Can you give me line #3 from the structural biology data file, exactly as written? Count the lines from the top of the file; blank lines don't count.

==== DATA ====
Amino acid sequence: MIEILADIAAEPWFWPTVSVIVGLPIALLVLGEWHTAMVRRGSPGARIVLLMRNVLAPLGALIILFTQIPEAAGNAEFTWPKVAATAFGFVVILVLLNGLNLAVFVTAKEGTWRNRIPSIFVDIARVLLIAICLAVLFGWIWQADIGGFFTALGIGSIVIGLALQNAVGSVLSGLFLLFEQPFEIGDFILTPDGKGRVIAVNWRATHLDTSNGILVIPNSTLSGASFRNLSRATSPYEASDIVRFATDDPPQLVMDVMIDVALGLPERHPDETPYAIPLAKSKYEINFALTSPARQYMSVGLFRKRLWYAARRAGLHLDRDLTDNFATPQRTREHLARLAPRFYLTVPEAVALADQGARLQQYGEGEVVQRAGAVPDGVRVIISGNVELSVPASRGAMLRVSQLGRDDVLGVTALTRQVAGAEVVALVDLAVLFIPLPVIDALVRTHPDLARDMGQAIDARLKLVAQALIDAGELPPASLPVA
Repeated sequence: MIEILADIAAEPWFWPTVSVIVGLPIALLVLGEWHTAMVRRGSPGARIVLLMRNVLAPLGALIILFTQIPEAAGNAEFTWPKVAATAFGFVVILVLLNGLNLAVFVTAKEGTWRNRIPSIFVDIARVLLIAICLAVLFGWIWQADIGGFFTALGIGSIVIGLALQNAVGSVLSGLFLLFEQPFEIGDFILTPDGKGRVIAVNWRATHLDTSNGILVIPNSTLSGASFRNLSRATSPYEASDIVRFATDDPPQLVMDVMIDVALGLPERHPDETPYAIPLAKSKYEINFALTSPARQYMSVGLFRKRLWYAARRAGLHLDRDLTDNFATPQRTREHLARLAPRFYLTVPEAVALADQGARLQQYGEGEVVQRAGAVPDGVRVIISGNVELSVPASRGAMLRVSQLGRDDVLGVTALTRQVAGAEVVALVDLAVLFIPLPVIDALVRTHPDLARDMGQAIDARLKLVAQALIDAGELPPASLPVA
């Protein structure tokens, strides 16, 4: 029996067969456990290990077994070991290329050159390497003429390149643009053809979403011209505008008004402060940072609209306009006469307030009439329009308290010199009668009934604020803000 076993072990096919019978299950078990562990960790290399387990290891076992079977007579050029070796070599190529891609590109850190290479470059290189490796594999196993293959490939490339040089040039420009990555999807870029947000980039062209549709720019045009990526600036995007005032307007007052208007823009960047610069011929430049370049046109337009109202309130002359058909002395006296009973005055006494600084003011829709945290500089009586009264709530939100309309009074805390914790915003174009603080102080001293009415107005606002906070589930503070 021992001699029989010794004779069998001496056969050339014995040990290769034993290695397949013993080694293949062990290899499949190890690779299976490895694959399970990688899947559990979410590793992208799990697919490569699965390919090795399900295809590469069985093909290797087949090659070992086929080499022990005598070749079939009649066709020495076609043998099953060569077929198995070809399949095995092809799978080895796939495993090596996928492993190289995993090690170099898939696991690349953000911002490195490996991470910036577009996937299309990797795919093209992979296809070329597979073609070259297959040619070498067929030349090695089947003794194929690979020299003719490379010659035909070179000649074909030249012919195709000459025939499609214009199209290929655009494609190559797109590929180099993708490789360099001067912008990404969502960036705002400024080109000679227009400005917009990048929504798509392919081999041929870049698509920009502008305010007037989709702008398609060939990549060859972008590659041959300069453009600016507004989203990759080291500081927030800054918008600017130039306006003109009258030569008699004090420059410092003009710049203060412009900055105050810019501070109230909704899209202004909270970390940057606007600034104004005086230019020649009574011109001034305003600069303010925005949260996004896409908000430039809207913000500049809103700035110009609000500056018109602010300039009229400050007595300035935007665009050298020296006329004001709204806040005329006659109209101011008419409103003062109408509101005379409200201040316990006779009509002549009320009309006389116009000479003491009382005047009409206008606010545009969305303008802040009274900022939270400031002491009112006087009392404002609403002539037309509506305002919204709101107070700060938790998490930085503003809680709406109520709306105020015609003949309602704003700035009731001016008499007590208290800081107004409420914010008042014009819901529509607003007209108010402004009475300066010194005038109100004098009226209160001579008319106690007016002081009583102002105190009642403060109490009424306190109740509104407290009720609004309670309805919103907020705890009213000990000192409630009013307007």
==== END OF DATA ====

């Protein structure tokens, strides 16, 4: 029996067969456990290990077994070991290329050159390497003429390149643009053809979403011209505008008004402060940072609209306009006469307030009439329009308290010199009668009934604020803000 076993072990096919019978299950078990562990960790290399387990290891076992079977007579050029070796070599190529891609590109850190290479470059290189490796594999196993293959490939490339040089040039420009990555999807870029947000980039062209549709720019045009990526600036995007005032307007007052208007823009960047610069011929430049370049046109337009109202309130002359058909002395006296009973005055006494600084003011829709945290500089009586009264709530939100309309009074805390914790915003174009603080102080001293009415107005606002906070589930503070 021992001699029989010794004779069998001496056969050339014995040990290769034993290695397949013993080694293949062990290899499949190890690779299976490895694959399970990688899947559990979410590793992208799990697919490569699965390919090795399900295809590469069985093909290797087949090659070992086929080499022990005598070749079939009649066709020495076609043998099953060569077929198995070809399949095995092809799978080895796939495993090596996928492993190289995993090690170099898939696991690349953000911002490195490996991470910036577009996937299309990797795919093209992979296809070329597979073609070259297959040619070498067929030349090695089947003794194929690979020299003719490379010659035909070179000649074909030249012919195709000459025939499609214009199209290929655009494609190559797109590929180099993708490789360099001067912008990404969502960036705002400024080109000679227009400005917009990048929504798509392919081999041929870049698509920009502008305010007037989709702008398609060939990549060859972008590659041959300069453009600016507004989203990759080291500081927030800054918008600017130039306006003109009258030569008699004090420059410092003009710049203060412009900055105050810019501070109230909704899209202004909270970390940057606007600034104004005086230019020649009574011109001034305003600069303010925005949260996004896409908000430039809207913000500049809103700035110009609000500056018109602010300039009229400050007595300035935007665009050298020296006329004001709204806040005329006659109209101011008419409103003062109408509101005379409200201040316990006779009509002549009320009309006389116009000479003491009382005047009409206008606010545009969305303008802040009274900022939270400031002491009112006087009392404002609403002539037309509506305002919204709101107070700060938790998490930085503003809680709406109520709306105020015609003949309602704003700035009731001016008499007590208290800081107004409420914010008042014009819901529509607003007209108010402004009475300066010194005038109100004098009226209160001579008319106690007016002081009583102002105190009642403060109490009424306190109740509104407290009720609004309670309805919103907020705890009213000990000192409630009013307007």